Dangers of Vaping and COVID-19

by | Apr 30, 2020 | Drug Information

Dangers of Vaping and COVID-19

Dangers of Vaping and COVID-19

As the world battles with the devastating effects of COVID-19 (coronavirus), the Centers for Disease Control and Prevention (CDC) has identified several groups that are at a higher risk for contracting the virus. The focus for at-risk individuals began with the elderly and severely ill, but there is a growing concern for those who smoke and vape.[1] The CDC says those who smoke, no matter the age, fall into a group at higher risk for severe illness due to an underlying medical condition. Understanding the dangers of vaping and COVID-19 should encourage you to think twice before continuing this habit.

Dangers of Vaping

Vaping is the act of inhaling and exhaling aerosol. The term “vaping” is used because e-cigarettes do not produce tobacco smoke. However, the aerosol, often mistaken for water vapor, actually consists of fine particles. Many of these particles often contain varying amounts of toxic chemicals that have been linked to heart and respiratory diseases and cancer.[2] These toxic chemicals also include nicotine, marijuana, and other potentially harmful substances. Not only is nicotine harmful in the developing adolescent brain, but it is an addictive substance. Opening the door to any addiction can drive other undesirable behaviors.

It has been reported that nearly 200 e-cigarette users have developed severe lung disease in 22 states.[3] Although experts aren’t sure if vaping actually causes lung problems, they believe the most likely culprit is a contaminant, not an infectious agent. Possibilities include chemical irritation or allergic/immune reactions to various chemicals or other substances in the inhaled vapors. Typically, symptoms start gradually, with shortness of breath and/or chest pain before more severe breathing difficulty begins. The FDA, CDC, and other state health officials continue to investigate these cases to determine the specific causes.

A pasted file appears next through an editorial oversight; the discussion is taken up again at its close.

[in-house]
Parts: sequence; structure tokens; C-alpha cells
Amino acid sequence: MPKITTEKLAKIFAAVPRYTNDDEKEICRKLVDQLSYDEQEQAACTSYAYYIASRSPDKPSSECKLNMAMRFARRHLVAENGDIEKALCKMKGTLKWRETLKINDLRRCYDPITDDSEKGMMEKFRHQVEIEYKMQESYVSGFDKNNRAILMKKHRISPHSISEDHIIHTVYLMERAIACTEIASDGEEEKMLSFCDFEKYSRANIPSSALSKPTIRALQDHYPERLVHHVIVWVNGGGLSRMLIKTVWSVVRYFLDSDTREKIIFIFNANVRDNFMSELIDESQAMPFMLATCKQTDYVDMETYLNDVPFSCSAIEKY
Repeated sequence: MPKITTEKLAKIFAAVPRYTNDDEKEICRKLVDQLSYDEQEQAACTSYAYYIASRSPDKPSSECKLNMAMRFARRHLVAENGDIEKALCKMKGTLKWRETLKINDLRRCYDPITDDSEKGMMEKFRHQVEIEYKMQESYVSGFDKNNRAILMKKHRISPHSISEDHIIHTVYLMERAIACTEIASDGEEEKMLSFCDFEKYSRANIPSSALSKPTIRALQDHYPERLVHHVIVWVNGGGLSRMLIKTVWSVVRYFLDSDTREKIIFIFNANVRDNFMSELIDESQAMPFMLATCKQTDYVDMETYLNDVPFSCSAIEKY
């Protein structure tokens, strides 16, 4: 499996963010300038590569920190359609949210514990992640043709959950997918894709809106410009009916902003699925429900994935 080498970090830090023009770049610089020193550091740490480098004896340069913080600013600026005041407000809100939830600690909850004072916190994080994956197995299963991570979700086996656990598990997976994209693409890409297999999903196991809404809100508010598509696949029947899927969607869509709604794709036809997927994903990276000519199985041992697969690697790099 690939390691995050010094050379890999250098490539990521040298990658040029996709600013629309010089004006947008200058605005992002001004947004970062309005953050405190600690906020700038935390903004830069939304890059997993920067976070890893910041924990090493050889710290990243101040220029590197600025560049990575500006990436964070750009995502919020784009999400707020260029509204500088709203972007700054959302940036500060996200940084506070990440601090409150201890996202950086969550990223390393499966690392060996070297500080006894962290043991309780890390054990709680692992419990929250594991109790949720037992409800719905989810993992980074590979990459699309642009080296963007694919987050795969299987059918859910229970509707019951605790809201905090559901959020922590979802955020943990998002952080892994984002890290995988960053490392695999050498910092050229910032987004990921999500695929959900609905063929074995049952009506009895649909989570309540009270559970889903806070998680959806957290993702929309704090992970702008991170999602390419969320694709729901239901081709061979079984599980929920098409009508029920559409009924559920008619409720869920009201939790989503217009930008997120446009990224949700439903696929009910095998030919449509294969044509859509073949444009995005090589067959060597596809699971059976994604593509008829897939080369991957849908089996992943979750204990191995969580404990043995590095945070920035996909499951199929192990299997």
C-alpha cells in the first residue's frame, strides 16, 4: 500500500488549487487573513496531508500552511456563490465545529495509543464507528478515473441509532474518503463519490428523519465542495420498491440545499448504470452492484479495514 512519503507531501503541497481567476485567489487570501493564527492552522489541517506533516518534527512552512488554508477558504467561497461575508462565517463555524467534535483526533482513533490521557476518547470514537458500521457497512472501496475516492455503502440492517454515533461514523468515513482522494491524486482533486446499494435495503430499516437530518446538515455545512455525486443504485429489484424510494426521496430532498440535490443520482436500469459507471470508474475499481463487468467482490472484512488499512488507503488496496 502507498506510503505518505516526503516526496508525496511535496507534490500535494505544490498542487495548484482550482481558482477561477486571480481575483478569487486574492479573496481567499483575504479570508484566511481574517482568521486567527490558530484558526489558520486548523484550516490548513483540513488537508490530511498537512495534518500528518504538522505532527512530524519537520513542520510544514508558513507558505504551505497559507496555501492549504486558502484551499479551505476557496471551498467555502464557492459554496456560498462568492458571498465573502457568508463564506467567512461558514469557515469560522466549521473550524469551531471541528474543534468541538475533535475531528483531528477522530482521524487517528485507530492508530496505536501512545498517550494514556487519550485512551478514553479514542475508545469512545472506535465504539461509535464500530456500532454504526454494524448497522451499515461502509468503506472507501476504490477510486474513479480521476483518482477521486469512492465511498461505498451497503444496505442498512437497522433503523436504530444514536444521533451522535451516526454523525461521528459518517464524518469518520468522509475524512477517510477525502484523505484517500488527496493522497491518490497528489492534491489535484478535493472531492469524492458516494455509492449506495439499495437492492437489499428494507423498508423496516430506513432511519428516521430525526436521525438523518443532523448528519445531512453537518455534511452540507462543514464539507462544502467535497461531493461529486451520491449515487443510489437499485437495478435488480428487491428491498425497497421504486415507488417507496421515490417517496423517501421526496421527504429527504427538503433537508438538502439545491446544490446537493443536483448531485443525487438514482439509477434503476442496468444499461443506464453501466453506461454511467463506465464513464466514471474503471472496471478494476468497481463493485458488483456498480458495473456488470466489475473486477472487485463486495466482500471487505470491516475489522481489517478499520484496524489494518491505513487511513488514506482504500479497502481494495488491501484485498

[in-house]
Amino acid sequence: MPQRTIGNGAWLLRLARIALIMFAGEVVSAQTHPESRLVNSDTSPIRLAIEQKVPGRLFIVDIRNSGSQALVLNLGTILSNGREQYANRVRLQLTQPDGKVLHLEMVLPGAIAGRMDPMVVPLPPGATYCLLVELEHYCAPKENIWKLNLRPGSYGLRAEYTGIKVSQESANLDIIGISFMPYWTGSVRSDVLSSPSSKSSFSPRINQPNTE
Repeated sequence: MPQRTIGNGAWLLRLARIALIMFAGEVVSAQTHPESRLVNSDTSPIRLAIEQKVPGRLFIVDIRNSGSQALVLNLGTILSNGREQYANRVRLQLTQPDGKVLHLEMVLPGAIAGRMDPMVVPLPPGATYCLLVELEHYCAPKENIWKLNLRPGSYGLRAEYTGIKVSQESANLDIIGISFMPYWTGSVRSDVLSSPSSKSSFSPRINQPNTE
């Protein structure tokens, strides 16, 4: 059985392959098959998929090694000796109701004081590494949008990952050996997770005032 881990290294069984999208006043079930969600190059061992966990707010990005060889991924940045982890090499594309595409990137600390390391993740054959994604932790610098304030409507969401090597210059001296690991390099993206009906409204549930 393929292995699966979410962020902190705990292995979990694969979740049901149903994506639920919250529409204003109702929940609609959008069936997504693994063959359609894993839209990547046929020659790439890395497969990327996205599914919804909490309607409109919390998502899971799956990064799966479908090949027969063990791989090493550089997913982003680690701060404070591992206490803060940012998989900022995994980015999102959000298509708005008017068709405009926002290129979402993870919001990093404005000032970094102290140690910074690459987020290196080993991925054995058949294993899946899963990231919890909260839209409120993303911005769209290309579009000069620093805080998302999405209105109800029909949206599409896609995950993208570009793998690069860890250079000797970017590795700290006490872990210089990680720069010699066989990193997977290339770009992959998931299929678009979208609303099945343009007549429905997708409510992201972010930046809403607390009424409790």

How Vaping and COVID-19 Attack your Body

The dangers of vaping, specifically during the COVID-19 pandemic, stem from how the quickly-spreading virus attacks your body. The coronavirus enters your body through the mouth, nose, or eyes and then attaches itself to and kills some of your healthy cells. The disease is particularly dangerous for those who vape because the lungs of smokers are already compromised and potentially damaged.

The virus starts in your respiratory tract and attacks the lungs. COVID-19 makes it hard to breathe, especially for those with underlying health challenges.[4] Significant lung problems have been linked to vaping. Dealing with lung and respiratory problems makes you more susceptible to COVID-19.

“Because it attacks the lungs, the coronavirus that causes COVID-19 could be an especially serious threat to those who smoke tobacco or marijuana or who vape,” confirms [5] Dr. Nora Volkow, director of the National Institute on Drug Abuse. “Other risks for people with substance use disorders include decreased access to health care, housing insecurity, and a greater likelihood for incarceration.” While personal health is the greatest risk for those who vape, substance use disorder can create other challenges, as described by Dr. Volkow.